- Have some dairy or dairy alternatives (such as soya drinks); choosing lower fat and lower sugar options.
- Eat some beans, pulses, fish, eggs, meat and other proteins (including 2 portions of fish every week, one of which should be oily).
- Choose unsaturated oils and spreads and eat in small amounts
- Drink 6-8 cups/glasses of fluid a day.
If consuming foods and drinks high in fat, salt or sugar, have these less often and in small amounts.
Food-based dietary guidelines - Poland
Principles of healthy eating (Polish: Zasady zdrowego żywienia).
Poland published the second version of its dietary guidelines in 2010. The first version, for children and adolescents, was published in 2009.
Process and stakeholders
The principles of healthy eating were developed and endorsed by the National Food and Nutrition Institute in collaboration with the Ministry of Health.
Poland has two sets of guidelines, one for the general adult population and another set aimed at school-aged children and adolescents.
Poland’s food guide is the ‘Pyramid of healthy nutrition’. The pyramid is divided into six levels representing six food groups. Cereals are found at the base; vegetables and tubers on the second level; fruits on the third level followed by milk and dairy products, meat, fish, eggs and beans. Oil is at the top of the pyramid. A beverage group (represented by water) and images of physical activity are placed outside of the pyramid.
Poland has also developed a pyramid for children and adolescents, almost identical to the one for the general population. The only difference is that there is an explicit recommendation to avoid table salt.
- Take care to eat a variety of foods.
- Beware of weight gain and obesity; don’t forget about physical activity every day.
- Cereal products should be your principal source of calories.
- Drink at least two large glasses of milk a day. Milk could be substituted by yoghurt, kefir and some cheese.
- Eat meat in moderation.
- Eat a lot of vegetables and fruits every day.
- Limit intake of visible fats, particularly animal ones, and also other products rich in cholesterol and trans fatty acids.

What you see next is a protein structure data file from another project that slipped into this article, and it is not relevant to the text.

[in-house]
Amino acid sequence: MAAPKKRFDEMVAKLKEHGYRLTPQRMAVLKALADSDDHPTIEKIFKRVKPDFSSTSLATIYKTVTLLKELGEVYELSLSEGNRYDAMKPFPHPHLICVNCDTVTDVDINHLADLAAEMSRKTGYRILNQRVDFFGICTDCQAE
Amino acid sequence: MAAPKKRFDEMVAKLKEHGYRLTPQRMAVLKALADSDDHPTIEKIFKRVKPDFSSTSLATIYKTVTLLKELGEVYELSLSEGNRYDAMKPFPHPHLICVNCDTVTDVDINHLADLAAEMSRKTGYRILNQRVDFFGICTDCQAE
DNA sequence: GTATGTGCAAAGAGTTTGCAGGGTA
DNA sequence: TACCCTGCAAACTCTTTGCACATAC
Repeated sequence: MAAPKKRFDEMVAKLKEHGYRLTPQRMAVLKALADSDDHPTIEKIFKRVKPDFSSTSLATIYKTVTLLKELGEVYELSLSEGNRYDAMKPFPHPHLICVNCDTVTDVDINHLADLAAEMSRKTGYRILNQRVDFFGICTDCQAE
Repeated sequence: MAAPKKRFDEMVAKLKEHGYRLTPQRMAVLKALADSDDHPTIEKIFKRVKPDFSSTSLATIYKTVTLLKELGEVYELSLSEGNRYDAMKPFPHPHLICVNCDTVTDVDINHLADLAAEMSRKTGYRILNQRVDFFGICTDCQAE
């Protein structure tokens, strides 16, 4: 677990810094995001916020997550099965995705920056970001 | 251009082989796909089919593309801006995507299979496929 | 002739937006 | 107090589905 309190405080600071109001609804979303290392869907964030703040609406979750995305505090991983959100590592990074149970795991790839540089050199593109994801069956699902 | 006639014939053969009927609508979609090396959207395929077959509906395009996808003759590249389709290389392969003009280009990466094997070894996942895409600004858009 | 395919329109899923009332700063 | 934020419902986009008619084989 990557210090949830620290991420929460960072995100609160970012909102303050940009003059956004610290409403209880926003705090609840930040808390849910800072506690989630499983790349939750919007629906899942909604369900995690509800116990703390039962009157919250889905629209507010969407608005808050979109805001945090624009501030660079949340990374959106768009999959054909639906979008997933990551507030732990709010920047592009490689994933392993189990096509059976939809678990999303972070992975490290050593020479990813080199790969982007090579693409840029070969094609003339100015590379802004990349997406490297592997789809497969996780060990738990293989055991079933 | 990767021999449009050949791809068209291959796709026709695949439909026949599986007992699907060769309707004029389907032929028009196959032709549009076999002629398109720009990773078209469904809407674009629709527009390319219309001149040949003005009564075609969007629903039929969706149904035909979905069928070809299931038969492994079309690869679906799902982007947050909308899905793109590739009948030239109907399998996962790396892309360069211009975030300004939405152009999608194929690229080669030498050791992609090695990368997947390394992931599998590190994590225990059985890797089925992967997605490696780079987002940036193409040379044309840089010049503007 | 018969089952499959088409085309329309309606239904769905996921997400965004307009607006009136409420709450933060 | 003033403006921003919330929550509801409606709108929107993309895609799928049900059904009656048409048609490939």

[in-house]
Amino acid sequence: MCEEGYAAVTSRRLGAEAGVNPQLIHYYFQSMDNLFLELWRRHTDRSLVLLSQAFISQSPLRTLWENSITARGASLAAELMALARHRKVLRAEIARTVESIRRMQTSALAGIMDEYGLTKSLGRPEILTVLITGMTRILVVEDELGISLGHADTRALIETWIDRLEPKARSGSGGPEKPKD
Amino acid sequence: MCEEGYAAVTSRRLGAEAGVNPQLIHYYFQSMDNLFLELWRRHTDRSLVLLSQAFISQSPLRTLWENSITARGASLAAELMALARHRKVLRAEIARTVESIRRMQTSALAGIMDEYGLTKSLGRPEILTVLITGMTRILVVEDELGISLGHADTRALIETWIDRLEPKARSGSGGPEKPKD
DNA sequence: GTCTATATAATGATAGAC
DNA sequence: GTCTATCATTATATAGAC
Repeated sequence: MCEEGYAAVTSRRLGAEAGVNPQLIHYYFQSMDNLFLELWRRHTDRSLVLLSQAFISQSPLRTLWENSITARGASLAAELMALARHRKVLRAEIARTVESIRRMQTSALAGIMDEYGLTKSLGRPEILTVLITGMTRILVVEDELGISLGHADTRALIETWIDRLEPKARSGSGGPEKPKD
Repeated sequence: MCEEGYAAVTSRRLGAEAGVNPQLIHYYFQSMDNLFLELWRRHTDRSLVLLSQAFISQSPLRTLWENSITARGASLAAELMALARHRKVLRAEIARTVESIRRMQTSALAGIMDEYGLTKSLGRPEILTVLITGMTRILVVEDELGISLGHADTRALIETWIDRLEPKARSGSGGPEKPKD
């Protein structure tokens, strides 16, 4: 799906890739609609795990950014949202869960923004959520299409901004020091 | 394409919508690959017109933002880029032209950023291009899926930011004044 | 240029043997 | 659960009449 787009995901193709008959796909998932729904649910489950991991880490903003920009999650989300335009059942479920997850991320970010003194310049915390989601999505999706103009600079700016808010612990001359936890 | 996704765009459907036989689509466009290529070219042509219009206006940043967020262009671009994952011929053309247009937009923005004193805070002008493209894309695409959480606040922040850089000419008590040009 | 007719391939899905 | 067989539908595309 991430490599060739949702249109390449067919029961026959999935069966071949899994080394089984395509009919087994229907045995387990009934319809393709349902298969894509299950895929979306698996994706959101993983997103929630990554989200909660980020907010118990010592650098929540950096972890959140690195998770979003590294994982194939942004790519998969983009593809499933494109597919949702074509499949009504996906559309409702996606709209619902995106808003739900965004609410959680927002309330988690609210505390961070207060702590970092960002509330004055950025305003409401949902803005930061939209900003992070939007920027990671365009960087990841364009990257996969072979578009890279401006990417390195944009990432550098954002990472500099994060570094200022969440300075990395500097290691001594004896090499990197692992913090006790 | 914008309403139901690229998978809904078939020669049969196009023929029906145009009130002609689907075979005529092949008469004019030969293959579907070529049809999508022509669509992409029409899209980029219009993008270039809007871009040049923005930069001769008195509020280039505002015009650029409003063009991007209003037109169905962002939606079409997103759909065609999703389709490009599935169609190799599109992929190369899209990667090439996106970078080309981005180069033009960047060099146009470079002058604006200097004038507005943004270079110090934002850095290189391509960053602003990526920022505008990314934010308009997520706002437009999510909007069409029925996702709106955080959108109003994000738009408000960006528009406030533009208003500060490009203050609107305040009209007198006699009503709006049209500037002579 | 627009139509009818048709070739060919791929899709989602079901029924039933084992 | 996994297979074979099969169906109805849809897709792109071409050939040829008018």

- Moderate your intake of sugar and sweets.
- Limit salt intake.
- Drink enough water.
- Do not drink alcohol.
Food-based dietary guidelines - Japan
Dietary guidelines for Japanese (Japanese: 食生活指針)
The `Dietary guidelines for Japanese´were launched in 2000. The `Japanese food guide spinning top´(Japanese: 食事バランスガイド) was published in 2005 and revised in 2010.
Process and stakeholders
The guidelines were developed by the Ministry of Education, Science and Culture, the Ministry of Health and Welfare, and the Ministry of Agriculture, Forestry and Fisheries with the aim of promoting better dietary patterns.
The `Japanese food guide spinning top´ was created as a food and nutrition education tool to help people practice healthy eating. The revision of the `Japanese food guide spinning top´ coincided with the revision of the `Dietary reference intakes for Japanese´ (2010), on which the food guide is based.
The Japanese guidelines are directed at the healthy general public.
The `Japanese food guide spinning top´is designed to resemble the well-known traditional Japanese toy. It is a rotating inverted cone divided from the top down into food group layers that depict foods primarily in cooked form /dishes. The order of the food groups is given by the recommended daily servings. At the top there are grain-based dishes (rice, bread, noodles and pasta), followed by vegetable-based dishes (including salads, cooked vegetables and soups), and fish, eggs and meat dishes. At the bottom are milk and fruit. A person running on top of the gyrating spinning top represents the importance of doing physical activity regularly to enjoy good health. The guide also recommends drinking plenty of water or tea, and to moderate consumption of highly processed snacks, confectionary and sugar-sweetened beverages.
The food guide is accompanied by a chart that indicates the recommended daily servings for each food group and illustrated with examples of foods and dishes to meet the recommendations.
- Enjoy your meals.
- Establish a healthy rhythm by keeping regular hours for meals.
- Eat well-balanced meals with staple food, as well as main and side dishes.
- Eat enough grains such as rice and other cereals.
- Combine vegetables, fruits, milk products, beans and fish in your diet.
- Avoid too much salt and fat.
- Maintain a healthy body weight and balance the calories you eat with physical activity.
- Take advantage of your dietary culture and local food products, while incorporating new and different dishes.
- Reduce leftovers and waste through proper cooking and storage methods.
- Track your daily food intake to monitor your diet.